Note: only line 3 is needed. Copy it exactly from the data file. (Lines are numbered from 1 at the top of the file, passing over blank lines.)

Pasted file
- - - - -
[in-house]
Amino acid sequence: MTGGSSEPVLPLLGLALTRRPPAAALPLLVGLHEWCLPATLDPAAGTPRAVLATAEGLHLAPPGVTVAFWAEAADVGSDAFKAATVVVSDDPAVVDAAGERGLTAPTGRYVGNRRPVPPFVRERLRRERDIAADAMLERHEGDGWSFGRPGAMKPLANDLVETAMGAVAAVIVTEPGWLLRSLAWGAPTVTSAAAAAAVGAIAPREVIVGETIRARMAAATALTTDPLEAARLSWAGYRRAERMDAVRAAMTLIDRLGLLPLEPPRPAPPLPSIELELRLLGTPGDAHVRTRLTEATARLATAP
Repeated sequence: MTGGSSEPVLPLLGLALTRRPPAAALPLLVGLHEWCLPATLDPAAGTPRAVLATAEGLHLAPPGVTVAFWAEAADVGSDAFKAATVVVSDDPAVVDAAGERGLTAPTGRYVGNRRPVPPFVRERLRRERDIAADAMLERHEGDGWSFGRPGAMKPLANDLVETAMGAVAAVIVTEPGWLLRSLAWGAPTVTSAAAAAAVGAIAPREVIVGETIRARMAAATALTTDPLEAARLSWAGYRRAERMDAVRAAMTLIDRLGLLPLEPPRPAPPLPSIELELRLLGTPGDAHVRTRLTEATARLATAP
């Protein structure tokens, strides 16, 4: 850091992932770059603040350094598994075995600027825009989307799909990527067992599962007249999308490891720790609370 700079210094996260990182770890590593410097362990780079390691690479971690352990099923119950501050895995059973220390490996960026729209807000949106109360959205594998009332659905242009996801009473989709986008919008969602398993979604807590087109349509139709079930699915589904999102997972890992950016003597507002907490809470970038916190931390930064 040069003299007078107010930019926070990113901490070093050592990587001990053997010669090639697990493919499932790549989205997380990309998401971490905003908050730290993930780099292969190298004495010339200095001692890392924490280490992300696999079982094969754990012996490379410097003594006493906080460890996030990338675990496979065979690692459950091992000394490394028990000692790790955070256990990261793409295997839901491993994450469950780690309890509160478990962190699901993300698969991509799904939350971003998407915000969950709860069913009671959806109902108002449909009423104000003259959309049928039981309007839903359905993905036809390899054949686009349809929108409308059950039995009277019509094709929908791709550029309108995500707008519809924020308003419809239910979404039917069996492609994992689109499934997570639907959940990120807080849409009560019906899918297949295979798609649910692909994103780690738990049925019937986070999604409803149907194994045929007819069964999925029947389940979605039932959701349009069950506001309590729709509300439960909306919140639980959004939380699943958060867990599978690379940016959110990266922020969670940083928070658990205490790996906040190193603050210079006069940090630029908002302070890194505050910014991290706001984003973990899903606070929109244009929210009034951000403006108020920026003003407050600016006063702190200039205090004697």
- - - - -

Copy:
Repeated sequence: MTGGSSEPVLPLLGLALTRRPPAAALPLLVGLHEWCLPATLDPAAGTPRAVLATAEGLHLAPPGVTVAFWAEAADVGSDAFKAATVVVSDDPAVVDAAGERGLTAPTGRYVGNRRPVPPFVRERLRRERDIAADAMLERHEGDGWSFGRPGAMKPLANDLVETAMGAVAAVIVTEPGWLLRSLAWGAPTVTSAAAAAAVGAIAPREVIVGETIRARMAAATALTTDPLEAARLSWAGYRRAERMDAVRAAMTLIDRLGLLPLEPPRPAPPLPSIELELRLLGTPGDAHVRTRLTEATARLATAP